Moving away from the by now well-known x-rays of the human body to x-rays of objects. Here we have the great canvases derived from X-Rays of luggage taken from security check point monitors. In hispicto/radiographic creations Renato Meneghetti reveals hidden countenances and expressions, through amphibious images of pure creativity. Starting out from the magic of science he reaches artistic enchantment, the only type that matters to Meneghetti.

To look within, to look beyond has always been one of the intentions of high culture, that particular branch of knowledge which does not confne itself to immediate and contingent matters, to phenomena; instead it endeavours to uncover what lies within and what is hidden from any form of visibility.

'Great Masters'

Ever faithful to painting, in this cycle Meneghetti has unifed ancient with modern and at the same time brought science into art: he is the ferryman Caronte, the bridge between the history of art and the third millennium.

Here we have the warm alluring colour paling, freezing thanks to a spectral, dead, unnatural light, thus letting part of the hidden image of a skeleton emerge from that warm fesh full of life and beauty. The spectator's gaze falters in the emptiness of the eye-socket and the inexpressive darkness of the x-rays. This image has all the artistic ingredients of memento mori. To look within, to look beyond has always been one of the intentions of high culture, that particular branch of knowledge which does not confne itself to immediate and contingent matters, to phenomena, instead it endeavours to uncover that which lies within, hidden from any form of visibility. Meneghetti places his trust in a scientifc instrument which, in this specific case, does not really see but simulates a lower layer that does not exist by any articulate physicality.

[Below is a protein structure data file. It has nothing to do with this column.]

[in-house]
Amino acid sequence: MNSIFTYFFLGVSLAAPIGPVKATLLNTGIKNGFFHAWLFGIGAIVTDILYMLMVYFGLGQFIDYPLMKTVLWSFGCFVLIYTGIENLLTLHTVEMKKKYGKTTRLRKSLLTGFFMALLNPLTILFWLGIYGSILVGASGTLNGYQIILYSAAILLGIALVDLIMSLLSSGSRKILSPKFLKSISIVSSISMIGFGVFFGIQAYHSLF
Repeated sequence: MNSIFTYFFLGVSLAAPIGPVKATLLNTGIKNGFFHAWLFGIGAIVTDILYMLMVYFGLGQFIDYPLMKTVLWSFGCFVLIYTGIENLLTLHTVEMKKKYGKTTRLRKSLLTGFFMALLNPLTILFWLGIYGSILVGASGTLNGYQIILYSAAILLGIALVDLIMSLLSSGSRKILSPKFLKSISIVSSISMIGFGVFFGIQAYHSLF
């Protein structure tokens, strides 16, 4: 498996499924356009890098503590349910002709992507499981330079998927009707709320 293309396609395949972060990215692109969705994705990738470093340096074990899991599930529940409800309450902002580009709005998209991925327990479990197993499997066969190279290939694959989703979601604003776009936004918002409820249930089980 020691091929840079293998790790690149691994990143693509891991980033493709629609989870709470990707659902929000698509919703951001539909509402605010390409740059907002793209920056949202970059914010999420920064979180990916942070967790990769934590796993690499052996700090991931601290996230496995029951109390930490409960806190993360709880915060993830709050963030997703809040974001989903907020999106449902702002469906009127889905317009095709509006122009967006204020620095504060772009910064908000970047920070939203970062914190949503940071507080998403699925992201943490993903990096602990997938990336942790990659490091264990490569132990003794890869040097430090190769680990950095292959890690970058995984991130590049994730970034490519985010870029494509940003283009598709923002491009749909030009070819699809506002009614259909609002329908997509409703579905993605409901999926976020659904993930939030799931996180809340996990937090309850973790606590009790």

The Masks are exalted through a duplicity which can be derived from Klimt, Picasso, Dalì or Leonardo,  while the x-ray lens is wholly his own, through a skilful reductio ad unum he makes visible things which had not appeared. (Francesco Gallo)

'The Spirit of the Forest'

Including x-rays of wood, which invokes landscapes, the variable rhythm and irregular cycle of the grain in wood composes a sequence of seascapes and landscapes, nocturnal at times, in thick fog or marked by direct wind or sun. The mind draws climates and characters from different continents from the same x-ray. From real x-rays of real trees: one perceives the grain as desert dunes, the knots as solar and lunar bodies and cracks as landscapes in a storm; once again a real image is transformed through the unreal quotients of transported fantasy. In Meneghetti's cycle of woods, colour plays a primary role, becoming air, light, atmosphere, physiological and therefore also psychological vibration.


Renato Meneghetti was born in Rosà (Vicenza). He began to paint at a very early age and his artistic output has been created in the fortress of Ezzelino da Romano where he spent his childhood, as well as in the various Palladian Villas which he has restored and lived in. After his frst works, presented during the Sixties by friends and artists such as Fontana, Munari and Guiducci, and after a series of competitions and early exhibitions, he bought back almost all his works and has since lent them only to public institutions or museums. Since 1997 he follows his own original research into the use of the most advanced technology in communications and virtual reproduction of images bodies and objects. Projections and visual painting yield a more precise perception of the message evoked by light as a bearer of energy.